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dc.contributor.authorHeath, Andrew Edmund.en
dc.description.abstractX-ray diffraction has been used to investigate the structure and structural behaviour of several inorganic solids under variable pressure and temperature conditions. A brief description of the diamond anvil cell (d.a.c.) and its applications to the high- pressure investigations is given. A spectroscopic system built for pressure calibration is discussed, plus an account of powder diffraction data analysis including a detailed description of a software package engineered for the specific reduction of powder data obtained under variable pressure. Potassium nitrate (KNO3) has seven polymorphs in the pressure range 0.0-4.0 GPa. This material has been studied with energy dispersive powder diffraction (EDXRD) to 9.3 GPa. The structure of the non-ambient phase IV refined by neutron diffraction at 0.36 GPa has been confirmed, the compressibility of the high-pressure phase measured and found to be anisotropic with axial compression ratios a:b:c = 1.0:0.64:0.50. The valence induced structural transition at 0.8 GPa in EuPd2Si2 has been studied using EDXRD and uni-axial compressibilities calculated. A basic explanation of the electronic theory which accompanies the subtle shortening of the a lattice parameter in the tetragonal asymmetric unit is also given. The structures of two compounds CH3HgX (X = I, Cl) have been investigated using single crystal and angle-dispersive powder techniques respectively. The crystal structure of methyl mercuric iodide is reported. CH3HgCl has been observed above and below the temperature induced I/II phase boundary at 162.5 K. A hypothesis detailing the iso-structural nature of CH3HgCl low temperature phase II and the ambient phase I of the analogous methyl mercuric bromide is also tested.en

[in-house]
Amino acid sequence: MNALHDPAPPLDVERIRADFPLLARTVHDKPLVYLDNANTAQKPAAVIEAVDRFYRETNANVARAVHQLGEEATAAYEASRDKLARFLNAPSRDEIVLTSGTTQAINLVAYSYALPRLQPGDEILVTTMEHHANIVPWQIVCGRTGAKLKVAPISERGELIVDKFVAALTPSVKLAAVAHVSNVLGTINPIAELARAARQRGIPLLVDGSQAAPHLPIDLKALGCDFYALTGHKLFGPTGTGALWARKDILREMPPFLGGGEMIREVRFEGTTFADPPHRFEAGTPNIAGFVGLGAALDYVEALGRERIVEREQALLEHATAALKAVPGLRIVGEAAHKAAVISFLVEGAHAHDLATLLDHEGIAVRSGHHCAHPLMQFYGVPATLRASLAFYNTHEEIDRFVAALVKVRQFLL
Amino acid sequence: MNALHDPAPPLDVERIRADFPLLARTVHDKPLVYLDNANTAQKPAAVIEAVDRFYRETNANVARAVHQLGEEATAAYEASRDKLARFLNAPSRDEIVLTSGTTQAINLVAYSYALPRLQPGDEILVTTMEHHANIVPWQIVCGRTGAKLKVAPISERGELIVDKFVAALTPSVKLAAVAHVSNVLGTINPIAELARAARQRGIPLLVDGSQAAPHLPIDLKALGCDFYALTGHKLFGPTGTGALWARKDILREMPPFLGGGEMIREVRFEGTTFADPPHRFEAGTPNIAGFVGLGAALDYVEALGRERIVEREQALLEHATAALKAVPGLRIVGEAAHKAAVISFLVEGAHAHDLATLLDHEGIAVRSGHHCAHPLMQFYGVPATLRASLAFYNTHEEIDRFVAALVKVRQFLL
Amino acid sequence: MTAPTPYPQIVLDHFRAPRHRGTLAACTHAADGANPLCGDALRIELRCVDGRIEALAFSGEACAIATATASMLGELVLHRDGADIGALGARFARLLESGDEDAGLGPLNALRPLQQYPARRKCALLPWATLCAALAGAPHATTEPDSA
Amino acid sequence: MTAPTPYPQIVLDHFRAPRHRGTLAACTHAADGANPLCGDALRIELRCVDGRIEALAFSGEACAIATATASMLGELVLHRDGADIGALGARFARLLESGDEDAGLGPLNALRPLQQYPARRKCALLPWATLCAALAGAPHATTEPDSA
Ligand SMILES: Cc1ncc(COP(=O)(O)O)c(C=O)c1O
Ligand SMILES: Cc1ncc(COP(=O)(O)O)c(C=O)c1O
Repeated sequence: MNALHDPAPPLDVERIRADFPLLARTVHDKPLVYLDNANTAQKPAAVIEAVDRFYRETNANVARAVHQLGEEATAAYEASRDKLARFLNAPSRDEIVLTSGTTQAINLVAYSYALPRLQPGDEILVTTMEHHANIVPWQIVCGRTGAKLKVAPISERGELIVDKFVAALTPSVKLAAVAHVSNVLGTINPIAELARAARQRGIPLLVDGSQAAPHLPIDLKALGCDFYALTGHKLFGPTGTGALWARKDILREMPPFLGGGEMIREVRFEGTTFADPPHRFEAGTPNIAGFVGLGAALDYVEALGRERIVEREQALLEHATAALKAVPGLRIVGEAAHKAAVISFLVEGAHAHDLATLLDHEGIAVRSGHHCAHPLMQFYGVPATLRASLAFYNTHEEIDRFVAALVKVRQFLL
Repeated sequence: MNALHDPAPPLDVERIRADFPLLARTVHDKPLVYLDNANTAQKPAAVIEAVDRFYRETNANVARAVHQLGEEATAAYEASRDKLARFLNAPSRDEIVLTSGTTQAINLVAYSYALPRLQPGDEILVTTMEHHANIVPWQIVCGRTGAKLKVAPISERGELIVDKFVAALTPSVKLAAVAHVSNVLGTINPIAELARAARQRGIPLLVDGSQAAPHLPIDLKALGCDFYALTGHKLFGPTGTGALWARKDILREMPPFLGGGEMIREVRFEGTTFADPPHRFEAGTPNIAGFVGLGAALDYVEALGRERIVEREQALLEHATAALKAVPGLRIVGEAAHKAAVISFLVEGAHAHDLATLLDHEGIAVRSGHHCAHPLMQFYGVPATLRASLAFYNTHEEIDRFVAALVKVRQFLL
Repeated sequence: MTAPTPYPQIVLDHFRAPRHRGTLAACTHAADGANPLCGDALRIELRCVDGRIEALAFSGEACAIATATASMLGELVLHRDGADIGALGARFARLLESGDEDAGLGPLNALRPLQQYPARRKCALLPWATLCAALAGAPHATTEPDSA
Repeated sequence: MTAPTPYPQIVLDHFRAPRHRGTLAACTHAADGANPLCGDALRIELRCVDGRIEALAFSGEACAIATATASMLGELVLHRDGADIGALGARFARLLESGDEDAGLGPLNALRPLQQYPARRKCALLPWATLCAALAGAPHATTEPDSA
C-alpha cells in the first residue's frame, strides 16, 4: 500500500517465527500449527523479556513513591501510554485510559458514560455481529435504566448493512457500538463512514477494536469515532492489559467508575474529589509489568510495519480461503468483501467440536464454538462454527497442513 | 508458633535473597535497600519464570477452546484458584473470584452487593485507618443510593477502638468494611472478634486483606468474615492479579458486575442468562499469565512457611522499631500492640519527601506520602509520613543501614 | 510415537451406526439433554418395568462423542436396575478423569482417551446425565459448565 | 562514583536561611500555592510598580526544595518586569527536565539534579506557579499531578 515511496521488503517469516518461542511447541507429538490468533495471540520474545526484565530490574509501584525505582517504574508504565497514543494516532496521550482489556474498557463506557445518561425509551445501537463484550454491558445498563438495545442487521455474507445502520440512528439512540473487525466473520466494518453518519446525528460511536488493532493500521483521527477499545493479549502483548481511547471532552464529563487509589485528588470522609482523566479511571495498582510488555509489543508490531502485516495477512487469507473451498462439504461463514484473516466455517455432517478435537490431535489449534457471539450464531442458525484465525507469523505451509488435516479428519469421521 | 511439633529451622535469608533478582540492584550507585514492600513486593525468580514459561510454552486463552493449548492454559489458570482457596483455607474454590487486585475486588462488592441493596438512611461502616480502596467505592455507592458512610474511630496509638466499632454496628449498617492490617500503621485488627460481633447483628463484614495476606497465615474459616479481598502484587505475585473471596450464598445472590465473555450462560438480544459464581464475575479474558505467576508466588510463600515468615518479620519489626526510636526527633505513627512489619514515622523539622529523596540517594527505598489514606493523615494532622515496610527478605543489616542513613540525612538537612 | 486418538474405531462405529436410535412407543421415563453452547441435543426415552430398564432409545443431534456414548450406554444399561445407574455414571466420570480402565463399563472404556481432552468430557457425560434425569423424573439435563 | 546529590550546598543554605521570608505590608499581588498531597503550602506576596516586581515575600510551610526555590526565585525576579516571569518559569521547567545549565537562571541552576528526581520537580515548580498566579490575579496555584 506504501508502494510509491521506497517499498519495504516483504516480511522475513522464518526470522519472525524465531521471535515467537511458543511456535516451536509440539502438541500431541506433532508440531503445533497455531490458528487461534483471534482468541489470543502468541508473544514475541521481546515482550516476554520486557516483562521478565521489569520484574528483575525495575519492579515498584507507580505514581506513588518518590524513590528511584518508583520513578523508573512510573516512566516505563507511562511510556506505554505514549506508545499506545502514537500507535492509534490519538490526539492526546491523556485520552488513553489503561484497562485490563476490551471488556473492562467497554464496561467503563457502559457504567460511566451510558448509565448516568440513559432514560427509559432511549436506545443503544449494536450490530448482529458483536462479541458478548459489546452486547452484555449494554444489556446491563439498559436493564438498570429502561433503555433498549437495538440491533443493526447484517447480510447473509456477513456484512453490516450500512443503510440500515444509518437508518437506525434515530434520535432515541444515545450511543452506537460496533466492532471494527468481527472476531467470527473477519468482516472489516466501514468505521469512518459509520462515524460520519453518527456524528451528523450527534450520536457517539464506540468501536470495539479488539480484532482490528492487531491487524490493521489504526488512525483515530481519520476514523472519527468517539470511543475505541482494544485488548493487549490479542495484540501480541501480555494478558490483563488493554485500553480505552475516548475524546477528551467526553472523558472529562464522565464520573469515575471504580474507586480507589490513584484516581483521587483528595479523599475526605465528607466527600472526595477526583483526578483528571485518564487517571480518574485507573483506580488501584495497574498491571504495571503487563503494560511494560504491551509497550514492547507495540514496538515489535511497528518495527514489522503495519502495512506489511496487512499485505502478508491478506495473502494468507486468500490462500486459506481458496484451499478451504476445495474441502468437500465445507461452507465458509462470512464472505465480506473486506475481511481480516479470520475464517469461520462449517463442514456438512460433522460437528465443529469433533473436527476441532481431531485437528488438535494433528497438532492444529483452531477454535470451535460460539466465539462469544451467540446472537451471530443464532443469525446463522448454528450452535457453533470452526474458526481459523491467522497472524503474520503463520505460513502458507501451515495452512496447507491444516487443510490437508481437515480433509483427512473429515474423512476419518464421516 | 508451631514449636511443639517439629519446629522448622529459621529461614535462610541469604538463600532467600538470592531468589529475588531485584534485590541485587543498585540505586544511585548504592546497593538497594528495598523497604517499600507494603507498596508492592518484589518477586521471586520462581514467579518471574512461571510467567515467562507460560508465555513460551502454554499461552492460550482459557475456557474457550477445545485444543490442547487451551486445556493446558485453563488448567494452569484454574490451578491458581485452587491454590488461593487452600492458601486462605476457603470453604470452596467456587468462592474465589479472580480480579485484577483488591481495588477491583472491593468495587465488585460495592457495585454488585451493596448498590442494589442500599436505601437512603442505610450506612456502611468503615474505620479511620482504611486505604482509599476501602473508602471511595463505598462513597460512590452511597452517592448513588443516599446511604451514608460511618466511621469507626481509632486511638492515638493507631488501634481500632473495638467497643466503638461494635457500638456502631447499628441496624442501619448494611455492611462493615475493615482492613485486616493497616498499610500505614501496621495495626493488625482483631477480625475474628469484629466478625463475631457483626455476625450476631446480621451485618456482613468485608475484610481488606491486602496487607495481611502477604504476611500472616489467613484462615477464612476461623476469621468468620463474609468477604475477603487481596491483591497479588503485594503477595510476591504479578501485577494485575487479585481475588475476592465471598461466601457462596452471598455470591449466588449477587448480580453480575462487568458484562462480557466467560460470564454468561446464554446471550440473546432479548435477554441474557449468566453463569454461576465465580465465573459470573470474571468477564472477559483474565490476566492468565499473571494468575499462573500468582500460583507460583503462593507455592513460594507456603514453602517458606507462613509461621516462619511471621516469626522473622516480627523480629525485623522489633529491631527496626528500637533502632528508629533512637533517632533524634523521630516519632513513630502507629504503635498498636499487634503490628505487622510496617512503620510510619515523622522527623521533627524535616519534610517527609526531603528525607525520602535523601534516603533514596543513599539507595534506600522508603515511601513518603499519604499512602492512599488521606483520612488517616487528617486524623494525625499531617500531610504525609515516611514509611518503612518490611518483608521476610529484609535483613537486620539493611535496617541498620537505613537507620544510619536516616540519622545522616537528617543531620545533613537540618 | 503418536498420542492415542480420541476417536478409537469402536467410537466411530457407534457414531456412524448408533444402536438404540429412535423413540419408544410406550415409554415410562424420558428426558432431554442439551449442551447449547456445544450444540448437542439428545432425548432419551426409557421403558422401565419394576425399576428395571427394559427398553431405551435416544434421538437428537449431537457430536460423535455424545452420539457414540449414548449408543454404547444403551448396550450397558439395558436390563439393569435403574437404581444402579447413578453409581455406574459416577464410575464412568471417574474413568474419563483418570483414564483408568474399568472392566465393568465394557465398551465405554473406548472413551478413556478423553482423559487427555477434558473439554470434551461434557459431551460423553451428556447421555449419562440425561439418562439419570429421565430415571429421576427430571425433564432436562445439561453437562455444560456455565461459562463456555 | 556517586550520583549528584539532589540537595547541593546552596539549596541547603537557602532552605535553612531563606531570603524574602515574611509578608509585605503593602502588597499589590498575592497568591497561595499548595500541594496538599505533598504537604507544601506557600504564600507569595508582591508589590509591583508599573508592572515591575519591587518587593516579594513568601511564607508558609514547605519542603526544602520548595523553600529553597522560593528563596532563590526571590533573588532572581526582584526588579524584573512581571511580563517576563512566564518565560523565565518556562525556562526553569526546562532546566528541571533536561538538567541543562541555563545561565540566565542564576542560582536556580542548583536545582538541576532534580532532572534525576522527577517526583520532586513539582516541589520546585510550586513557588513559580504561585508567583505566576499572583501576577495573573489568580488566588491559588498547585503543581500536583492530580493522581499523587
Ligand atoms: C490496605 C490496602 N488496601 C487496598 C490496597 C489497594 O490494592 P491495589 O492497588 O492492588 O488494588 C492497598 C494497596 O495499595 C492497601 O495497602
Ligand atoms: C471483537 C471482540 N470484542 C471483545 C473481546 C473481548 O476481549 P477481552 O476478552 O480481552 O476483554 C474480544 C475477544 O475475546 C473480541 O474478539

dc.rightsCopyright © the author. All rights reserved.en
dc.titleHigh pressure structural investigations of solids using x-ray and synchrotron radiation.en
dc.publisher.institutionUniversity of Leicesteren
Appears in Collections:Theses, Dept. of Chemistry
Leicester Theses

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